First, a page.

Later in the day, we also got a mini tree talk, and learned about the different types of trees here at the field station, including pines, which have connected leaves, and firs, which have leaves that are separated. We learned that Ponderosa pines and Jeffrey Pines aren’t actually the same species, even though they look very similar. Ponderosa pinecones are very prickly to the touch (“prickly Ponderosa”), while Jeffrey pinecones are gentler (“gentle Jeffrey”). Also, if you get up close to a Jeffrey Pine and smell the bark, it smells sweet like butterscotch or vanilla.

In the evening, we set up our group experiment in the meadow, placing markers and clay caterpillars on the grid we made. While we were there we identified many bugs and plants including a Mountain Gooseberry, a plant which produces small edible berries that taste like unripe grapes.

Making clay caterpillars
Setting up the grid system for our group experiment

Sunday, July 31

Today we arrived at Sagehen at around 8 o’clock. While people waited for dinner we explored and found some critters. We mainly spent the day chilling and driving.

Some of the creatures we found:
-long-horn beetles!
-darkling beetles!
-big ants

We’ll have more to report tomorrow.

The Last Supper

Hello, everyone BBC with the final blog post. Today we enjoyed a filling pancake breakfast with bagels, syrup, and honey. After breakfast we had time to pack up at Sagehen and head out to UCD for a quick pit-stop. Once in UCD we had lunch and time to look at some the insects there in the Bohart Museum of Entomology and some plants at the campus conservatory. We also did a walking tour of campus and saw some baby ducks in the arboretum! After the tour, we enjoyed a pretty car ride up to Quail Ridge in the Coast Range. At Quail Ridge we immediately started to explore and take in the beautiful view of Lake Berryessa. We unloaded all of the groceries and set our things down in the tent cabins. Then we came back to the meeting to finish up our individual projects. While we worked away on our posters, the counselors prepared a delicious pizza dinner. We had fun toppings like sausage, caramelized onions, crispy potatoes, and olives. We quickly changed into our costumes for a pizza dance party. We had a turtle, lumber jack, butterfly, ballerina, cow, and a cowgirl, to name a few. Everyone had tons of fun singing and dancing to “Country Roads” and “Lean on Me” and then line dancing to “Cupid Shuffle”, “Cotton Eyed Joe” and “Footloose” out on the patio.  Tired and sweaty, we came back inside for s’mores and more work on our posters. The group split off as some people went on a night hike and others kept working on their projects. Everyone was stoked about the shooting stars, scorpions and bird nests that were found around the reserve. Now, as we write this blog and think about the last few days at camp, everyone has some reflections:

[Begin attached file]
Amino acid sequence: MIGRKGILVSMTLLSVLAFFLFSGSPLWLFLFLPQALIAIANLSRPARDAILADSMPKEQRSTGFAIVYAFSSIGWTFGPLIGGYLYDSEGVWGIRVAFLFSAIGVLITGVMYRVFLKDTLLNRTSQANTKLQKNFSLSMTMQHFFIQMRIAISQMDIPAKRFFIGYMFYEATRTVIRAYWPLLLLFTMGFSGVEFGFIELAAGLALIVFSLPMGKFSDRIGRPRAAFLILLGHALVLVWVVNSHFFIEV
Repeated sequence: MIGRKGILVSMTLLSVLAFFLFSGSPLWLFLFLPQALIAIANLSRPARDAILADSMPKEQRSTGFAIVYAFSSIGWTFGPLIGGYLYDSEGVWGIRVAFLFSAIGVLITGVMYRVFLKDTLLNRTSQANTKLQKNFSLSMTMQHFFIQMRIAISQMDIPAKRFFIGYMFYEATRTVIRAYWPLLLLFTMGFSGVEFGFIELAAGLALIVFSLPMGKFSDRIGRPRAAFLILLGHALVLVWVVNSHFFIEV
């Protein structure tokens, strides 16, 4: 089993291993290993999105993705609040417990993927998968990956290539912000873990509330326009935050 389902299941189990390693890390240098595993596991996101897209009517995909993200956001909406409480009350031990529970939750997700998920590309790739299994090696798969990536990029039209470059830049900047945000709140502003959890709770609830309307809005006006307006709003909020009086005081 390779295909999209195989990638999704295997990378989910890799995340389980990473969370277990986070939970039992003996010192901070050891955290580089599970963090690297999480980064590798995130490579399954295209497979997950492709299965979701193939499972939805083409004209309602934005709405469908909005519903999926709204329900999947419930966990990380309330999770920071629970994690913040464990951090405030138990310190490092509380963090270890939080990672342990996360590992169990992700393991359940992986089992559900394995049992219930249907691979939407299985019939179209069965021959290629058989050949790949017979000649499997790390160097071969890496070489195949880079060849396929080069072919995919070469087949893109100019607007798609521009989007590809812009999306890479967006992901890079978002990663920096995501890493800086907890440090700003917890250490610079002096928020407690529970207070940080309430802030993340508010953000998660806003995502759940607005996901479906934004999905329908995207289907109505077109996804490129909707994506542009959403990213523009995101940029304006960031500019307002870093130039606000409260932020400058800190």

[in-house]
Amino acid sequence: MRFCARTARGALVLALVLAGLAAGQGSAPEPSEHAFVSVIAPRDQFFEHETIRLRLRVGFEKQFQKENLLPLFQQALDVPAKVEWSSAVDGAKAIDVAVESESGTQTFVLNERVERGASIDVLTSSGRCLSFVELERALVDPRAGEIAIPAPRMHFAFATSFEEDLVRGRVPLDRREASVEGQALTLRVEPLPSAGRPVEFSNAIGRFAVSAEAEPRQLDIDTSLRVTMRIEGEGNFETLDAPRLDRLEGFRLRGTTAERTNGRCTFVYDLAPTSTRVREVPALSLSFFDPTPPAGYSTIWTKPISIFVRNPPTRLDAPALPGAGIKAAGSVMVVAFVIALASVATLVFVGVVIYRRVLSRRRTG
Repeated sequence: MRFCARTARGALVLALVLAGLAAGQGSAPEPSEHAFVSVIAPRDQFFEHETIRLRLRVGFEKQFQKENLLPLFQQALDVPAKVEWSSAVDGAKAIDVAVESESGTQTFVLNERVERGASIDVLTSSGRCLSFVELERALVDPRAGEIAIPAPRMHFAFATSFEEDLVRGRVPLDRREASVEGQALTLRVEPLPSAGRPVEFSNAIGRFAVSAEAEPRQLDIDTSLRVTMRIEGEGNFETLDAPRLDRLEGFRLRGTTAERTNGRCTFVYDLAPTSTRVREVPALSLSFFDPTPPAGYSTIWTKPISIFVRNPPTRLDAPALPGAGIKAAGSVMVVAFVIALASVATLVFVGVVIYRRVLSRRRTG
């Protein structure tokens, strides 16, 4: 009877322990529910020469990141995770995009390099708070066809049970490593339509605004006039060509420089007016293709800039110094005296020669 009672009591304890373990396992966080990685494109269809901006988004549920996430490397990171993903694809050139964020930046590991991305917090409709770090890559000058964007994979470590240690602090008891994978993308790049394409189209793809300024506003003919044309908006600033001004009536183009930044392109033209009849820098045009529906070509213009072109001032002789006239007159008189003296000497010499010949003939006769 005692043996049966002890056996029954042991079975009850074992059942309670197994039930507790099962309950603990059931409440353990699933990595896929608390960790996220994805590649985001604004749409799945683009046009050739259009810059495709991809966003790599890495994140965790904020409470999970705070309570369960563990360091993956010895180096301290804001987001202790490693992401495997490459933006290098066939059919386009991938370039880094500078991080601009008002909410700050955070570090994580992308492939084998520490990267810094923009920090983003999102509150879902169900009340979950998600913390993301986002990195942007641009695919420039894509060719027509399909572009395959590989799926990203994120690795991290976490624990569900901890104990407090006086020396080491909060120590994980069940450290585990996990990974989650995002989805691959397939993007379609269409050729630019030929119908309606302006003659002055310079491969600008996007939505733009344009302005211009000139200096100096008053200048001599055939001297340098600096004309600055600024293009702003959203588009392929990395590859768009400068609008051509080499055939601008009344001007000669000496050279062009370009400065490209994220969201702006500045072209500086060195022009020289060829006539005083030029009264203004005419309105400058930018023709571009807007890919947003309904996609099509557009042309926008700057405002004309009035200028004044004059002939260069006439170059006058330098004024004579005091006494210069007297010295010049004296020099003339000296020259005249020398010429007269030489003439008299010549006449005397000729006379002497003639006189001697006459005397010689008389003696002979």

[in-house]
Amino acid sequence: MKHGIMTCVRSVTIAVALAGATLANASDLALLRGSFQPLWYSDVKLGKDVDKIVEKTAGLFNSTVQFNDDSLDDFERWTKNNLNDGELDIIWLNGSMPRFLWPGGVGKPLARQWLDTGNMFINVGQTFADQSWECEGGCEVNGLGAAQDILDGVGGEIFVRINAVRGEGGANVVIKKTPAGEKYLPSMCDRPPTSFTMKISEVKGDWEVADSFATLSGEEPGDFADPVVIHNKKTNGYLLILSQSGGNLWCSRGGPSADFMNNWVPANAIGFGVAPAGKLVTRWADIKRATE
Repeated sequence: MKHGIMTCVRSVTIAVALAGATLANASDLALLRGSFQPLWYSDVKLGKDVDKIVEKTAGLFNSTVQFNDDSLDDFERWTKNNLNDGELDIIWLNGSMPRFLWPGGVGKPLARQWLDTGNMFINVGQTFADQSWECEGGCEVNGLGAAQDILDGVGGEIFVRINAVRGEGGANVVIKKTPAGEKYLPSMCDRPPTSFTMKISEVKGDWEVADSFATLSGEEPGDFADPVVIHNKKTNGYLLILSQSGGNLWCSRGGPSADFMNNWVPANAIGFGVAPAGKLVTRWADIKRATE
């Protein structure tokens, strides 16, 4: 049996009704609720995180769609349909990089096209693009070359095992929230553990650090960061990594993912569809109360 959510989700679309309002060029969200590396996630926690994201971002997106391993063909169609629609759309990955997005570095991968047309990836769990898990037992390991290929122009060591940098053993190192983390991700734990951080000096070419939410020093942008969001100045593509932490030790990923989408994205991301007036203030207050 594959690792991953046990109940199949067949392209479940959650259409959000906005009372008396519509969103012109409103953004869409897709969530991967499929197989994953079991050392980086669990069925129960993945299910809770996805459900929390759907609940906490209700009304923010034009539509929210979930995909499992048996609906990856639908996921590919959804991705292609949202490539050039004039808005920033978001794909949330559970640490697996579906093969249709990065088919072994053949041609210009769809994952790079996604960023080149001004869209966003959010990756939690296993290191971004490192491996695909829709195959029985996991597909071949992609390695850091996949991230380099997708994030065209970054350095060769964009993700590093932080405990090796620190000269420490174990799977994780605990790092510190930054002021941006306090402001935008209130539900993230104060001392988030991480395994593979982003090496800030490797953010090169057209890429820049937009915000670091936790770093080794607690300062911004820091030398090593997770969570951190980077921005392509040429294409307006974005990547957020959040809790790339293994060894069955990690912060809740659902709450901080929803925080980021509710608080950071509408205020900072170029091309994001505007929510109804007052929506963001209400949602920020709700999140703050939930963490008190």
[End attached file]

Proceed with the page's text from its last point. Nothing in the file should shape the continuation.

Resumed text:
“I had an awesome time at this camp and I have enjoyed connecting with people from all over the world with similar interests to me. I am so glad I had this experience and I’m definitely gonna miss it!”—Jessie